Ubisoft Call of Juarez
- Interesting setting and characters, period-specific weapons are a blast to use.
- The game is poor on a nuts-and-bolts level, platforming sequences are awful.
Call of Juarez will entertain anyone who is tired of identikit FPS clones. However, the uneven gameplay often resembles a ghost town -- one for cowboy fans only.
Price$ 109.95 (AUD)
The biggest complaint lodged against the FPS genre is that there is little diversity amongst the themes and settings used in the games: distant planets, WWII and modern cities clearly dominate the landscape.
Sure, these settings have been put to good use but there's always room for another interesting motif. That's why it's strange that the Wild West hasn't been properly represented: after all, the mysterious gunslinger archetype is a natural fit for the genre. In fact, aside from a handful of titles--the best of which is still, in my opinion, LucasArts' decade old Outlaws--the dusty trails haven't been mined for all their worth.
We're Not In Kansas Anymore
So it's refreshing to see a developer--in this case, the Poland based Techland--venture into this rich and fascinating time period. Call of Juarez is noteworthy simply because it doesn't rely upon every tired genre convention. It isn't a great game by any stretch, but it is a welcome break from laser pistols and M1-Garands. It has its moments but it's deeply flawed, and truth be told, the game is best as a weekend rental worth checking out. Call of Juarez' story revolves around standard plot conventions revenge, murder, greed, redemption but moves along nicely. It rotates between the two main characters and there's some interesting crossover in the two narratives, but it doesn't reinvent the Western genre. However, the voice acting is done incredibly well and the characters, whose personalities fall into expected cliches, are still interesting. The gunplay is also fun, and again, most of the joy derives from using period-specific weapons. Six shooters and rifles dominate, and though there isn't much variety in your arsenal, popping the cowboy hat off some hombre's head at a thousand paces is pretty satisfying.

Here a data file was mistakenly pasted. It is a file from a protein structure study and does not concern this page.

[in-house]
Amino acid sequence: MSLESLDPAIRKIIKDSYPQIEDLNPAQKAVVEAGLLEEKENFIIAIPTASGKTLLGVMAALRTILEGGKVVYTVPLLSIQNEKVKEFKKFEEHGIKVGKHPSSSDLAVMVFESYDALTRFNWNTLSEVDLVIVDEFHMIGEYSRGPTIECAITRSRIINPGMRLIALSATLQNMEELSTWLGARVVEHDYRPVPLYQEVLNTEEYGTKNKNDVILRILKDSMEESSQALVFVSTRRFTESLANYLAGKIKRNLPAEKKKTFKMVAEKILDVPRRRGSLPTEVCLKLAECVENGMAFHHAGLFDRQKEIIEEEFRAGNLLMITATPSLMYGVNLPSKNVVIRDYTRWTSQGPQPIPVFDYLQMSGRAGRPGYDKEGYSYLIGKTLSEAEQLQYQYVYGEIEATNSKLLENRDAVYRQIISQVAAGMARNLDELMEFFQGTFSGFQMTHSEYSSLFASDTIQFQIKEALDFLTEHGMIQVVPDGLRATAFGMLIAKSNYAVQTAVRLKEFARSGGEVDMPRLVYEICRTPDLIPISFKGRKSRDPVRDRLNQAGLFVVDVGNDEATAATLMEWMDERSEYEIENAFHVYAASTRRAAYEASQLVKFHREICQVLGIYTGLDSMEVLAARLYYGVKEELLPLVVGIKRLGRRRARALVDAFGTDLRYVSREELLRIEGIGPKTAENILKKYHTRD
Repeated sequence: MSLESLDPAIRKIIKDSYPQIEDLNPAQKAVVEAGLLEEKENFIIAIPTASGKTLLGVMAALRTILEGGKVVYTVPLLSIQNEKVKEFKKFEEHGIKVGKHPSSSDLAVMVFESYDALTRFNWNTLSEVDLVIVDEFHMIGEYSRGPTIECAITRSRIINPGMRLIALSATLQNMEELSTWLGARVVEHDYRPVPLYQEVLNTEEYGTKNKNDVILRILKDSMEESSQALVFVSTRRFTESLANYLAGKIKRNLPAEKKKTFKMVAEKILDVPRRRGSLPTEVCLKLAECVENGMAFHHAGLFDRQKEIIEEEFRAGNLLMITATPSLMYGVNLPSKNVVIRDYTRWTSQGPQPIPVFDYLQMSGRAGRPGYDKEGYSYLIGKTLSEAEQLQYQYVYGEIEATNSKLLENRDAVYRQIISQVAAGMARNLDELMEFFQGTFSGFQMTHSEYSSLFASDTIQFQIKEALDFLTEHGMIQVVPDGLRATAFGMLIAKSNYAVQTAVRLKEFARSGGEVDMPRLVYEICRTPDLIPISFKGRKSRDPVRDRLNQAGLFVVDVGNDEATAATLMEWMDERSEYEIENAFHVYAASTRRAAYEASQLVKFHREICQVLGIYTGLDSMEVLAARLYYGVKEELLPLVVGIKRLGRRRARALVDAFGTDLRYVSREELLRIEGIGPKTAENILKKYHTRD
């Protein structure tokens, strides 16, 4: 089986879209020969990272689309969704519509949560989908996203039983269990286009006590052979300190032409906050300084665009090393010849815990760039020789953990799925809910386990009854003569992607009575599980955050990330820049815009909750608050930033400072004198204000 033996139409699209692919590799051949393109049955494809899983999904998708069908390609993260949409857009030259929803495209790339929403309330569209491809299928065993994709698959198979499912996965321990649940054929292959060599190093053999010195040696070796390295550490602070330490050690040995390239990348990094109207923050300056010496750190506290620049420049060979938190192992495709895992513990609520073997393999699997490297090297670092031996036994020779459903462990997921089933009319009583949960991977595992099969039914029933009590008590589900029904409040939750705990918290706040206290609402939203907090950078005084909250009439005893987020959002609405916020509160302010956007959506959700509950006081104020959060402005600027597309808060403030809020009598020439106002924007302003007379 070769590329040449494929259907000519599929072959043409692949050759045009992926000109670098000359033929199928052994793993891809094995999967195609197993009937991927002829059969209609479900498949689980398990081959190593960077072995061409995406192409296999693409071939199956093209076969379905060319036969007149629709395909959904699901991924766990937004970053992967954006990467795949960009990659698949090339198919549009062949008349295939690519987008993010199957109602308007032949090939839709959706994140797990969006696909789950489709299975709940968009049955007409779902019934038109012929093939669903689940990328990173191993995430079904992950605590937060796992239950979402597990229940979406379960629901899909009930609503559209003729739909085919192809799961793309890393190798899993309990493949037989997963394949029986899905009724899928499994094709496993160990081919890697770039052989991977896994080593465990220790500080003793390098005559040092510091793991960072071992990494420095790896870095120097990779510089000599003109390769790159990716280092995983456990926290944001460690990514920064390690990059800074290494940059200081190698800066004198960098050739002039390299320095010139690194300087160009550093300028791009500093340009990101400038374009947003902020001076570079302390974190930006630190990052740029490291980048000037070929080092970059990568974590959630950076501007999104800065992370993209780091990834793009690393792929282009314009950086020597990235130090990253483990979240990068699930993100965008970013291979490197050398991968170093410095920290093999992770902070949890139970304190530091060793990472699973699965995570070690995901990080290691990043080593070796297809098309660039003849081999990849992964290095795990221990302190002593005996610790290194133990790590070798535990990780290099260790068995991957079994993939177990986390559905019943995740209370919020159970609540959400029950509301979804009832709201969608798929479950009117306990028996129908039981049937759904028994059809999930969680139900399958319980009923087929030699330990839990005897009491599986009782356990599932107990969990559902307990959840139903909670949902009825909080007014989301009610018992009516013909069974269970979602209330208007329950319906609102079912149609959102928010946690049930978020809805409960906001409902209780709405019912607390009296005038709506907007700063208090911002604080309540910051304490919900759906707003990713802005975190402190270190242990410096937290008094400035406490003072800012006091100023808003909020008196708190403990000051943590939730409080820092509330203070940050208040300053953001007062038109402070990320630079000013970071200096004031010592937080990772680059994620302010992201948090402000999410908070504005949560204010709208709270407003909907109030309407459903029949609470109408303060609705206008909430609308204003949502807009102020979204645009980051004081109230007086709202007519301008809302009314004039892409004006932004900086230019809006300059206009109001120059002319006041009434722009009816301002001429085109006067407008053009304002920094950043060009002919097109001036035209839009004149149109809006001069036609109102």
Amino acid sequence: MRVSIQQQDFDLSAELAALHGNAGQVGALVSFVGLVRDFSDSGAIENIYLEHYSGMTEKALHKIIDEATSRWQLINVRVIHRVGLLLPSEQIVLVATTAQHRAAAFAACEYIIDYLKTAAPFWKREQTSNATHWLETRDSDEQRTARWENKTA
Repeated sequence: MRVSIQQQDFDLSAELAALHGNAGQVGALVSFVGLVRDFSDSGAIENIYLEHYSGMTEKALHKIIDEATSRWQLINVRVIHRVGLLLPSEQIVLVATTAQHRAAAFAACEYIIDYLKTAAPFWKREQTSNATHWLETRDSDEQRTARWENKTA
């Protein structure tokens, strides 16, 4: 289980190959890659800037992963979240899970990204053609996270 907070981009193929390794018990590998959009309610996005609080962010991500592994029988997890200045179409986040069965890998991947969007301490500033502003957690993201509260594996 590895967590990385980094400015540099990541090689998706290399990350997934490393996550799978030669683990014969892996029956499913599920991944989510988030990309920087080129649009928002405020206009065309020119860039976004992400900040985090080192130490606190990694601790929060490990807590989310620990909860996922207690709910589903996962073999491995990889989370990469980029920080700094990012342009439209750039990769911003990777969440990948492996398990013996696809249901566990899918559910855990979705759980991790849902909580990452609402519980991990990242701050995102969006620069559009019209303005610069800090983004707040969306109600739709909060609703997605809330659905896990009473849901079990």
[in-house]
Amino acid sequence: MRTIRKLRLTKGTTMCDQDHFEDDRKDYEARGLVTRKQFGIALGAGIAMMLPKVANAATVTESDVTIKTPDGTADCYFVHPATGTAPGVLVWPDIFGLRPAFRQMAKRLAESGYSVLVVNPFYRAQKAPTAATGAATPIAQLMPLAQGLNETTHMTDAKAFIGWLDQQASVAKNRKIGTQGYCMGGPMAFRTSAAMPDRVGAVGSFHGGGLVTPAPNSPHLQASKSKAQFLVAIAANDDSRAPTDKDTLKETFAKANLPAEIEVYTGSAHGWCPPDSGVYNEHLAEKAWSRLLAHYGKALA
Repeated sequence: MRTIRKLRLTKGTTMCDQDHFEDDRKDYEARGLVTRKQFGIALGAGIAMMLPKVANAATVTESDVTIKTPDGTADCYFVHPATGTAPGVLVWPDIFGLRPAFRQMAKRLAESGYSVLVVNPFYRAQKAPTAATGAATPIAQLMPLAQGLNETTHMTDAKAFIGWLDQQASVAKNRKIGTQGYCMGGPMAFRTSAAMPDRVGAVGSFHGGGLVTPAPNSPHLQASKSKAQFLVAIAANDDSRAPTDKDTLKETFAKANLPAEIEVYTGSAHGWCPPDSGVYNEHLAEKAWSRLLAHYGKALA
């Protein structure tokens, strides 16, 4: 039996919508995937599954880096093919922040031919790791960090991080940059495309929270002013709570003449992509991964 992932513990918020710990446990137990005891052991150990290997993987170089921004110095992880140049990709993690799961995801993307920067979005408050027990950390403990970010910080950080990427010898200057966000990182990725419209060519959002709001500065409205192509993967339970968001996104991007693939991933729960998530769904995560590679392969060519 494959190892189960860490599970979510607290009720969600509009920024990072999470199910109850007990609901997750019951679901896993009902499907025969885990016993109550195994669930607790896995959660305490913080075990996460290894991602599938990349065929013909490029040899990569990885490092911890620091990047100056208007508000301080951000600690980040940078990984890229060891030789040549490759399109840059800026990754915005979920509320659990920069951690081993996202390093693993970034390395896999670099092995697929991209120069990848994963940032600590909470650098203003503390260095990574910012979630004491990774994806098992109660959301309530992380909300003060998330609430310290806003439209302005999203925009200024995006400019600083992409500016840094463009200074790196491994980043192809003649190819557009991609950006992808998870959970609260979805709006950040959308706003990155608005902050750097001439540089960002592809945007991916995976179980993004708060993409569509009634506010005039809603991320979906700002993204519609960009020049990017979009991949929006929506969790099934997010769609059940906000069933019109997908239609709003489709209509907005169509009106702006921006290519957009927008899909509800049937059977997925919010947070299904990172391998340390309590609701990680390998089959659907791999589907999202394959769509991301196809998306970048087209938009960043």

But beyond that, the game is rather poor. The action is sporadic and unevenly paced; you'll spend more time roaming around on foot or horseback than trading lead with scummy desperadoes. Also, the developers seem to think that complex platforming sequences have a place in an FPS game. Guess what, guys? They don't. Leave the jumping and climbing alone and focus on the gunplay next time.
At its best, the game is a fun and interesting diversion, but it's rarely at its best. It's a good first effort and I personally hope it's a sign of more to come. And here's a bold prediction: once developers get tired of beating the WWII horse to death, it's a sure bet that the Wild West will be the next bold frontier they explore. Or at least, it should be.
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GGG Evaluation Team
First impression on unpacking the Q702 test unit was the solid feel and clean, minimalist styling.
For work use, Microsoft Word and Excel programs pre-installed on the device are adequate for preparing short documents.
The Fujitsu LifeBook UH574 allowed for great mobility without being obnoxiously heavy or clunky. Its twelve hours of battery life did not disappoint.
The screen was particularly good. It is bright and visible from most angles, however heat is an issue, particularly around the Windows button on the front, and on the back where the battery housing is located.
My first impression after unboxing the Q702 is that it is a nice looking unit. Styling is somewhat minimalist but very effective. The tablet part, once detached, has a nice weight, and no buttons or switches are located in awkward or intrusive positions.
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